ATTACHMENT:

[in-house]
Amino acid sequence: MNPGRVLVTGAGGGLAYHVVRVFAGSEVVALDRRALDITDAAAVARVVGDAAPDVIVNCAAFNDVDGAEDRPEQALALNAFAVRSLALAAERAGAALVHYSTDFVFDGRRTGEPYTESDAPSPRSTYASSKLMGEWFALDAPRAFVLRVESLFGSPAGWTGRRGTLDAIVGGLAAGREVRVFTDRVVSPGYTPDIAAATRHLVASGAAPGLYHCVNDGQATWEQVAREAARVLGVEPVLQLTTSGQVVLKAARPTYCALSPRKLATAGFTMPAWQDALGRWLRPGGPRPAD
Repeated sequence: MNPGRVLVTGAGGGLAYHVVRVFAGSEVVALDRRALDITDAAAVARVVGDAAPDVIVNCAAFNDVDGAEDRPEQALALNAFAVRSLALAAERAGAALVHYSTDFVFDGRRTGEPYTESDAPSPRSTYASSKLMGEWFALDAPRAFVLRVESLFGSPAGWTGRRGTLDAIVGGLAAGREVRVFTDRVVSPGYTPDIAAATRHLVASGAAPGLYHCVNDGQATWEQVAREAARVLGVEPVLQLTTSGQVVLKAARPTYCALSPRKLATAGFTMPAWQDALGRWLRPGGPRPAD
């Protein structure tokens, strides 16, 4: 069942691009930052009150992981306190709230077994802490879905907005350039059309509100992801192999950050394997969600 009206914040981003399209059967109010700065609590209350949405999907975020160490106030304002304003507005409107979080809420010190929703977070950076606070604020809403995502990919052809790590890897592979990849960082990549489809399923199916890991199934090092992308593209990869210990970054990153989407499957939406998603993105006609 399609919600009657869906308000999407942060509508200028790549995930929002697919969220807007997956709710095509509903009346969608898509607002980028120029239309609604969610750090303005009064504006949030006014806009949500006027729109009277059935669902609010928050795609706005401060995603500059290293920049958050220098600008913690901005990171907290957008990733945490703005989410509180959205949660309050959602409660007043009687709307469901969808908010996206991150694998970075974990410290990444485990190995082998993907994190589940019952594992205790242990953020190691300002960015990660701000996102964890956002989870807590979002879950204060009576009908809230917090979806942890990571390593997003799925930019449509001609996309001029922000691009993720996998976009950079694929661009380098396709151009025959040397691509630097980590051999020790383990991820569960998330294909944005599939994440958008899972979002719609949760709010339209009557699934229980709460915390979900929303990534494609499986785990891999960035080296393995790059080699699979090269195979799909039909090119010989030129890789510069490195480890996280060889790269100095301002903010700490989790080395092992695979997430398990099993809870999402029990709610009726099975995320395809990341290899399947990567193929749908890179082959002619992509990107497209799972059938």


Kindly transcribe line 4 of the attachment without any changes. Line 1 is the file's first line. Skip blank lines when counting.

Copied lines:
């Protein structure tokens, strides 16, 4: 069942691009930052009150992981306190709230077994802490879905907005350039059309509100992801192999950050394997969600 009206914040981003399209059967109010700065609590209350949405999907975020160490106030304002304003507005409107979080809420010190929703977070950076606070604020809403995502990919052809790590890897592979990849960082990549489809399923199916890991199934090092992308593209990869210990970054990153989407499957939406998603993105006609 399609919600009657869906308000999407942060509508200028790549995930929002697919969220807007997956709710095509509903009346969608898509607002980028120029239309609604969610750090303005009064504006949030006014806009949500006027729109009277059935669902609010928050795609706005401060995603500059290293920049958050220098600008913690901005990171907290957008990733945490703005989410509180959205949660309050959602409660007043009687709307469901969808908010996206991150694998970075974990410290990444485990190995082998993907994190589940019952594992205790242990953020190691300002960015990660701000996102964890956002989870807590979002879950204060009576009908809230917090979806942890990571390593997003799925930019449509001609996309001029922000691009993720996998976009950079694929661009380098396709151009025959040397691509630097980590051999020790383990991820569960998330294909944005599939994440958008899972979002719609949760709010339209009557699934229980709460915390979900929303990534494609499986785990891999960035080296393995790059080699699979090269195979799909039909090119010989030129890789510069490195480890996280060889790269100095301002903010700490989790080395092992695979997430398990099993809870999402029990709610009726099975995320395809990341290899399947990567193929749908890179082959002619992509990107497209799972059938």